Being Kept by Christmas

It’s been a mostly tradition-less Christmas season for us. No advent calendar, no Jesse Tree, no marathon cookie-baking sessions or anything like that. I’ve gotten by with the bare minimum: A simple tree and a garlandy mantle {that sheds}, cake-mix cookies, and store-bought gifts for loved ones. 

The Man and I have nursed sick kids, packed, unpacked, and packed again. We’ve traveled and shopped, enjoyed time with far-away family, and forayed through the usual chaos that comes with holiday schedules and kids and did I mention sickness?

Short on intentionality and long on practicality, this season begged me to throw off tradition guilt and make peace with reality. It’s been a year of crazy and sorrow and change, a year that’s coming to a close with loose ends, not a neatly tied-up bow.  

And I’m feeling like I need Christmas more than ever. 

Though I haven’t done much in the way of keeping Christmas, I’m finding solace in the comforting reality that Christmas is still keeping me. 

It’s not about the perfectly executed traditions or the bounding sense of merriment we muster up no matter what. It’s not about the ways in which we make meaning of the true meaning of Christmas or whether our kids really “get it.” 

{Because who are we kidding, they don’t. And that’s okay. They are, after all, just kids and their sense of wonder and belief and giddy anticipation is beautiful…even if it’s a bit misplaced.}

There was one sort-of tradition, however, that my kids and I did keep this year. I read The Best Christmas Pageant Ever for the second year in a row. It’s one of my favorite books of all time. One of my teachers read it to us in grade school and I never forgot it. 

My kids and I laugh at all the same parts and I cry at the end every. single. time. They look with bewilderment at my tear-streaked face and ask why Imogene Herdman playing the part of Mary and holding a plastic Baby Jesus doll always makes me cry. 

I guess it’s just the sweet irony and the realness and the perfectly reverent irreverence of the whole manger scene. 

I love the book even more today than I did as a kid but for different reasons. If you’re not familiar with the story, it’s about a small-town Christmas pageant that’s basically hijacked by the worst kids in the town, the Herdmans. They’re a gang of siblings who cuss their teachers and smoke cigars in the girls’ bathroom and steal from the offering plate.

They don’t know the first thing about Baby Jesus or Mary or wicked King Herod or anything. But in a crazy turn of events, they end up playing all the key characters in the town Christmas pageant and well, the title of the book pretty much sums up the rest.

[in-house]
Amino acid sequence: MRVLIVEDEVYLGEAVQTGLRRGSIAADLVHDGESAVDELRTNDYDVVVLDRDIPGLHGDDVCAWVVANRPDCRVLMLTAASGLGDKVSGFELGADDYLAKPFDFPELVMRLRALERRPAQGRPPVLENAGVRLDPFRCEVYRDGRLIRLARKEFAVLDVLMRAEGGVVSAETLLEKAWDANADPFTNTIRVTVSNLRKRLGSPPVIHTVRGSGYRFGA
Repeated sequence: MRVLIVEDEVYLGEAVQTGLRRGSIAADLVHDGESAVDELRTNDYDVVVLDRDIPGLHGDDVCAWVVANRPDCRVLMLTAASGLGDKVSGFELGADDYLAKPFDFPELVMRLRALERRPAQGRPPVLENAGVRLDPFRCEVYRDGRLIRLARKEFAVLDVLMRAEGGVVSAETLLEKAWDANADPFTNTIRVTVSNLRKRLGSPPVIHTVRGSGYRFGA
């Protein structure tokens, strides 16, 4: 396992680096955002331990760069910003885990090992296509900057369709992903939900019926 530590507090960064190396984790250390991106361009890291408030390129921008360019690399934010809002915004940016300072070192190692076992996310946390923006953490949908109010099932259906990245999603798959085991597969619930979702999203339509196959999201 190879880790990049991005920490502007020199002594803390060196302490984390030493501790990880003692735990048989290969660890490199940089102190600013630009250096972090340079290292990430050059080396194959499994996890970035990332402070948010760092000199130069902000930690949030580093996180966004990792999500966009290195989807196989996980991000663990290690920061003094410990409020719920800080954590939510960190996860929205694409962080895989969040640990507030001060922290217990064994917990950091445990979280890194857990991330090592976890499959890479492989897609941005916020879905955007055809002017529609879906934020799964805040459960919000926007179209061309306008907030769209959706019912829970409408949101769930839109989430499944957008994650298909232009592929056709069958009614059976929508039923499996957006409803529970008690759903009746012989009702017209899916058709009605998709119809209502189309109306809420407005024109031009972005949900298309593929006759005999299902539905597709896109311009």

I’m not sure if the author intended it, but to me, it’s the most perfect presentation of the Gospel of Grace in any Christmas story I’ve ever read. 

The worst kids in the town get the story and the pious church folks don’t. The dirty kids don’t try to clean themselves up before they come into the manger scene and the righteous church people just want to keep them out. 

But Jesus has a way of turning tradition and religion on its head and making it safe for everyone–the righteous and the unrighteous, the clean and the dirty, the grown-ups and the kids–to simply come.

And this year more than ever, I need an invitation to simply come.

I don’t bring my togetherness or traditions or goodness. I don’t bring answers or clarity or strength. 

This year I come to find rest, laying my weary head at the feet of Immanuel, God with Us, the One who has already come and brought with Him everything that I need.

Everything that you need.

Everything that the whole world needs.


For to us a child is born, 
   to us a son is given, 
   and the government will be on his shoulders. 
And he will be called 
   Wonderful Counselor, Mighty God, 
   Everlasting Father, Prince of Peace.

Isaiah 9:6


  1. says

    Just saw that you had a new post . . . with a 2000-year-old message. In the middle of the traditions, it is oh-so-easy to lose the ever-new reality: grace arrived and we must never forget it, or over-swaddle it with our ideas of how to celebrate it.

    Poignant reminder, dear.


  2. says

    This was beautiful. And exactly what I needed to read this Christmas eve.

    Love your writing and depth and honesty and realness.

    Merry Christmas.


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